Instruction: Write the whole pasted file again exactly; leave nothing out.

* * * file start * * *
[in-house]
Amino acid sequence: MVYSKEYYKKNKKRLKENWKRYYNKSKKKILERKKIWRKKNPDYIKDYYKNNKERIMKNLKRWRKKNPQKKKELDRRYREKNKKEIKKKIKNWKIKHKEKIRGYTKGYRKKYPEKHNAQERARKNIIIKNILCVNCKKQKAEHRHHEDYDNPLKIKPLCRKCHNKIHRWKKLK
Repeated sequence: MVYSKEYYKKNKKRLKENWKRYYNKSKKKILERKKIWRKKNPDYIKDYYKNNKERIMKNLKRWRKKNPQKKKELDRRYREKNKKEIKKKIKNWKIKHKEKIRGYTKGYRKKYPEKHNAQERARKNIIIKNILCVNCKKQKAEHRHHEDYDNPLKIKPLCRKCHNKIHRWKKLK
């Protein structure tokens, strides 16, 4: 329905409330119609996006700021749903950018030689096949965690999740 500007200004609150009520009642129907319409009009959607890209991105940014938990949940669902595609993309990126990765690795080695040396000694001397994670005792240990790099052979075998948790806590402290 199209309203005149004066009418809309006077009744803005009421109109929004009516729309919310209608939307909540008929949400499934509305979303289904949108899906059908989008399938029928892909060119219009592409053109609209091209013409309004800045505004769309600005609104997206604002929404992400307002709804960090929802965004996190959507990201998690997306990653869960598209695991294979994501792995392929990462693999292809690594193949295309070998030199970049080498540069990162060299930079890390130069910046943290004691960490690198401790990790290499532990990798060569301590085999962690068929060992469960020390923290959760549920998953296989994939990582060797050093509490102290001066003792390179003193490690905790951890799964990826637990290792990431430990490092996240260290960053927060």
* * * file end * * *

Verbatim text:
[in-house]
Amino acid sequence: MVYSKEYYKKNKKRLKENWKRYYNKSKKKILERKKIWRKKNPDYIKDYYKNNKERIMKNLKRWRKKNPQKKKELDRRYREKNKKEIKKKIKNWKIKHKEKIRGYTKGYRKKYPEKHNAQERARKNIIIKNILCVNCKKQKAEHRHHEDYDNPLKIKPLCRKCHNKIHRWKKLK
Repeated sequence: MVYSKEYYKKNKKRLKENWKRYYNKSKKKILERKKIWRKKNPDYIKDYYKNNKERIMKNLKRWRKKNPQKKKELDRRYREKNKKEIKKKIKNWKIKHKEKIRGYTKGYRKKYPEKHNAQERARKNIIIKNILCVNCKKQKAEHRHHEDYDNPLKIKPLCRKCHNKIHRWKKLK
């Protein structure tokens, strides 16, 4: 329905409330119609996006700021749903950018030689096949965690999740 500007200004609150009520009642129907319409009009959607890209991105940014938990949940669902595609993309990126990765690795080695040396000694001397994670005792240990790099052979075998948790806590402290 199209309203005149004066009418809309006077009744803005009421109109929004009516729309919310209608939307909540008929949400499934509305979303289904949108899906059908989008399938029928892909060119219009592409053109609209091209013409309004800045505004769309600005609104997206604002929404992400307002709804960090929802965004996190959507990201998690997306990653869960598209695991294979994501792995392929990462693999292809690594193949295309070998030199970049080498540069990162060299930079890390130069910046943290004691960490690198401790990790290499532990990798060569301590085999962690068929060992469960020390923290959760549920998953296989994939990582060797050093509490102290001066003792390179003193490690905790951890799964990826637990290792990431430990490092996240260290960053927060």